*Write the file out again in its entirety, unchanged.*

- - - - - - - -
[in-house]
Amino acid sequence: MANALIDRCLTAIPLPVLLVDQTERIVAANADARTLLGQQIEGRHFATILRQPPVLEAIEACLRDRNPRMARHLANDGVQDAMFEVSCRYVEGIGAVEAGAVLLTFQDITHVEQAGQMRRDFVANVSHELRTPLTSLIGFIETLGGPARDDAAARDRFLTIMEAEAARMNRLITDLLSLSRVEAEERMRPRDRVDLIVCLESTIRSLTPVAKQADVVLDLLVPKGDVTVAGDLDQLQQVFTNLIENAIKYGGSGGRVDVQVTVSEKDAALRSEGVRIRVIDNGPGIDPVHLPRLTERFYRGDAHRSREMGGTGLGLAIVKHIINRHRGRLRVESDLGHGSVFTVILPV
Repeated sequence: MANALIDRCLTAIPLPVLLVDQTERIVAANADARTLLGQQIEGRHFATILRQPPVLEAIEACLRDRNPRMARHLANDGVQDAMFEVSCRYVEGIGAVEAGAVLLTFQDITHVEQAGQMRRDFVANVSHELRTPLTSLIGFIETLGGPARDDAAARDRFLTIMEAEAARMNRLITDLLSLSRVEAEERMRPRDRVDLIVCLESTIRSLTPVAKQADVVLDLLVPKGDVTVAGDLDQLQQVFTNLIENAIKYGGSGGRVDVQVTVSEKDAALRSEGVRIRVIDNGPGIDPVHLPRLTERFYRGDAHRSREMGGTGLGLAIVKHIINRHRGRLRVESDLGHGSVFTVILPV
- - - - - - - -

[in-house]
Amino acid sequence: MANALIDRCLTAIPLPVLLVDQTERIVAANADARTLLGQQIEGRHFATILRQPPVLEAIEACLRDRNPRMARHLANDGVQDAMFEVSCRYVEGIGAVEAGAVLLTFQDITHVEQAGQMRRDFVANVSHELRTPLTSLIGFIETLGGPARDDAAARDRFLTIMEAEAARMNRLITDLLSLSRVEAEERMRPRDRVDLIVCLESTIRSLTPVAKQADVVLDLLVPKGDVTVAGDLDQLQQVFTNLIENAIKYGGSGGRVDVQVTVSEKDAALRSEGVRIRVIDNGPGIDPVHLPRLTERFYRGDAHRSREMGGTGLGLAIVKHIINRHRGRLRVESDLGHGSVFTVILPV
Repeated sequence: MANALIDRCLTAIPLPVLLVDQTERIVAANADARTLLGQQIEGRHFATILRQPPVLEAIEACLRDRNPRMARHLANDGVQDAMFEVSCRYVEGIGAVEAGAVLLTFQDITHVEQAGQMRRDFVANVSHELRTPLTSLIGFIETLGGPARDDAAARDRFLTIMEAEAARMNRLITDLLSLSRVEAEERMRPRDRVDLIVCLESTIRSLTPVAKQADVVLDLLVPKGDVTVAGDLDQLQQVFTNLIENAIKYGGSGGRVDVQVTVSEKDAALRSEGVRIRVIDNGPGIDPVHLPRLTERFYRGDAHRSREMGGTGLGLAIVKHIINRHRGRLRVESDLGHGSVFTVILPV